IMAGINE…this is your life…

peace~henry

CultureHuman Rights

Labor in the Arabian Gulf–Part 2

But, things are SO cheap here!

The Gulf was one of the few places I’ve lived where many of my teaching colleagues hired help each week, especially for house cleaning and car washing. For less than US $10, a teacher could hire the services of a cleaner for an entire weekend afternoon. Call me crazy, but I like doing my own cooking and cleaning so I never went the way of many other expats while I was living there.

During my first two years in Oman, college administration officials allowed faculty to have their cars washed on campus. This practice gave some of the college-sponsored laborers the opportunity to add to monthly salaries as low as RO 40, or a little over US $100. I was accused more than once by co-workers of ‘spoiling’ the system because it was difficult for me to pay one of these laborers the equivalent of US $1.00 for hand-washing the exterior and cleaning the interior of my car in temps that would bring on heatstroke for an average person. In reality, I wasn’t alone in paying more than the standard rate for such services.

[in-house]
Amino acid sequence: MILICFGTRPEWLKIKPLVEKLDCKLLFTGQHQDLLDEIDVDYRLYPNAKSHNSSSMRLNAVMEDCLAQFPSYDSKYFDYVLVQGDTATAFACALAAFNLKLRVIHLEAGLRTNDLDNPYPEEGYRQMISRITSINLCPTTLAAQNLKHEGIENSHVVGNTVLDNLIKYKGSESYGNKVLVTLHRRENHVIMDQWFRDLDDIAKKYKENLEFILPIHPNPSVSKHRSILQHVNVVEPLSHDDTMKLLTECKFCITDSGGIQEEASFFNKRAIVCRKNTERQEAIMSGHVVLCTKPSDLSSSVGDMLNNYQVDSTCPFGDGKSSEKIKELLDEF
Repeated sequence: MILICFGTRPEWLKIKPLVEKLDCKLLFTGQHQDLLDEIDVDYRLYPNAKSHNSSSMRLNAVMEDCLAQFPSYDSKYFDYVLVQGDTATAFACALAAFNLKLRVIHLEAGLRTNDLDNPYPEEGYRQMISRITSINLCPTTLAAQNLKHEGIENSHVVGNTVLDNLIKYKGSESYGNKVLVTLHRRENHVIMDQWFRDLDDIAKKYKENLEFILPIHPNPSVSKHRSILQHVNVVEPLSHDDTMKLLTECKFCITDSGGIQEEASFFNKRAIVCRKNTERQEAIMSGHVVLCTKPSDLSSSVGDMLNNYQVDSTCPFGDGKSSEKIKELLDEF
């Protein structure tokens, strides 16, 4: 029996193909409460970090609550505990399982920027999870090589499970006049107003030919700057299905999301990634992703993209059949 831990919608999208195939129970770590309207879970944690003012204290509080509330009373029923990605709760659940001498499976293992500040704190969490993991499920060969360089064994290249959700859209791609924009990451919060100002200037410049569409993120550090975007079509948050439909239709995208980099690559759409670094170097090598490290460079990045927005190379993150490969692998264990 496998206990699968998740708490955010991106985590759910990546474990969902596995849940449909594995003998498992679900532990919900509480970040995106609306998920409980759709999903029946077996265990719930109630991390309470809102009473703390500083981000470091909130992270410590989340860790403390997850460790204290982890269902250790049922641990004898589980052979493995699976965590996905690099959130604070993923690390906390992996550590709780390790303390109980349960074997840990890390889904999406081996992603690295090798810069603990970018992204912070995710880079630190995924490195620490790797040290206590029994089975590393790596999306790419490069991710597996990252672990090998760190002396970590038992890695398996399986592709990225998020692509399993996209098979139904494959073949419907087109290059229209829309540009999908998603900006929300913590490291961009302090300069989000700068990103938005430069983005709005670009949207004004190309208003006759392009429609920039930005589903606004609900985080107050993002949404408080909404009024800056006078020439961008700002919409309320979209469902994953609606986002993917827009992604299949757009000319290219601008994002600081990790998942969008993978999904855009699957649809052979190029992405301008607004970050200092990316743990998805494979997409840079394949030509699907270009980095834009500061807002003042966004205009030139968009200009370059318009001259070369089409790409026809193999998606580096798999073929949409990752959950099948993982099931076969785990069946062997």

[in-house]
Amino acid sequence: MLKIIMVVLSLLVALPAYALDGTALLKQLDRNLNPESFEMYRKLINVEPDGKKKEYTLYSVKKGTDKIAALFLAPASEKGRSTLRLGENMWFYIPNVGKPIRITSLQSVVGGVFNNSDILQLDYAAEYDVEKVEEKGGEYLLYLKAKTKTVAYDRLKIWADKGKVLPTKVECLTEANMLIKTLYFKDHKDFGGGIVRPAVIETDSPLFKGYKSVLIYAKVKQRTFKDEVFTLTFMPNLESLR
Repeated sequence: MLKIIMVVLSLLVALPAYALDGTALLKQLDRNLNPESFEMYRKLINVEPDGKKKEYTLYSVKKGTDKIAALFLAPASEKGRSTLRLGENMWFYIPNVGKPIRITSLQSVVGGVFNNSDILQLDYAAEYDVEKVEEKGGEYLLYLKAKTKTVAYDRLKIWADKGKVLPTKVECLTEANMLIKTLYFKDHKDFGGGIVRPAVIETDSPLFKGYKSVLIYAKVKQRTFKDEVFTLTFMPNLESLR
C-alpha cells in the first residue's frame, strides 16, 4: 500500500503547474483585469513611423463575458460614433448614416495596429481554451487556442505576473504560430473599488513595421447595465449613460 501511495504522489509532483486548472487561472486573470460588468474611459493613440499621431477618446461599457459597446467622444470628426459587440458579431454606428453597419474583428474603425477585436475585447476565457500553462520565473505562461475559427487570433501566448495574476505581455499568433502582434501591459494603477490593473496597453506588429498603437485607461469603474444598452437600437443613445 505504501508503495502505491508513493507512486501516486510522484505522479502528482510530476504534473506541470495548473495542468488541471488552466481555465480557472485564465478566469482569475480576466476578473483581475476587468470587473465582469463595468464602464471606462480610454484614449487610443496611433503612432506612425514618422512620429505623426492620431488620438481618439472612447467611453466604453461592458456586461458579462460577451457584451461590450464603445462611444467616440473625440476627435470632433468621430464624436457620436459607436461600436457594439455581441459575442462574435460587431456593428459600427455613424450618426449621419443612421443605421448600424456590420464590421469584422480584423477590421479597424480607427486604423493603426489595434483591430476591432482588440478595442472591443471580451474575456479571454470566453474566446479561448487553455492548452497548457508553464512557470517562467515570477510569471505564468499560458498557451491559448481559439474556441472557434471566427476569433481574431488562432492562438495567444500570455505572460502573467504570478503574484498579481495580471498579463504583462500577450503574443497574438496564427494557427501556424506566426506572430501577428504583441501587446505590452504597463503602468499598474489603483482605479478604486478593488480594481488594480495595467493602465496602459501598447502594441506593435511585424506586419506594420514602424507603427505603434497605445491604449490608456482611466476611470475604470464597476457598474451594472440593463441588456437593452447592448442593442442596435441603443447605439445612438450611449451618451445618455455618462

Another example of low-tech construction methods–workers routinely dug trenches by hand before burying water pipes or electrical cables.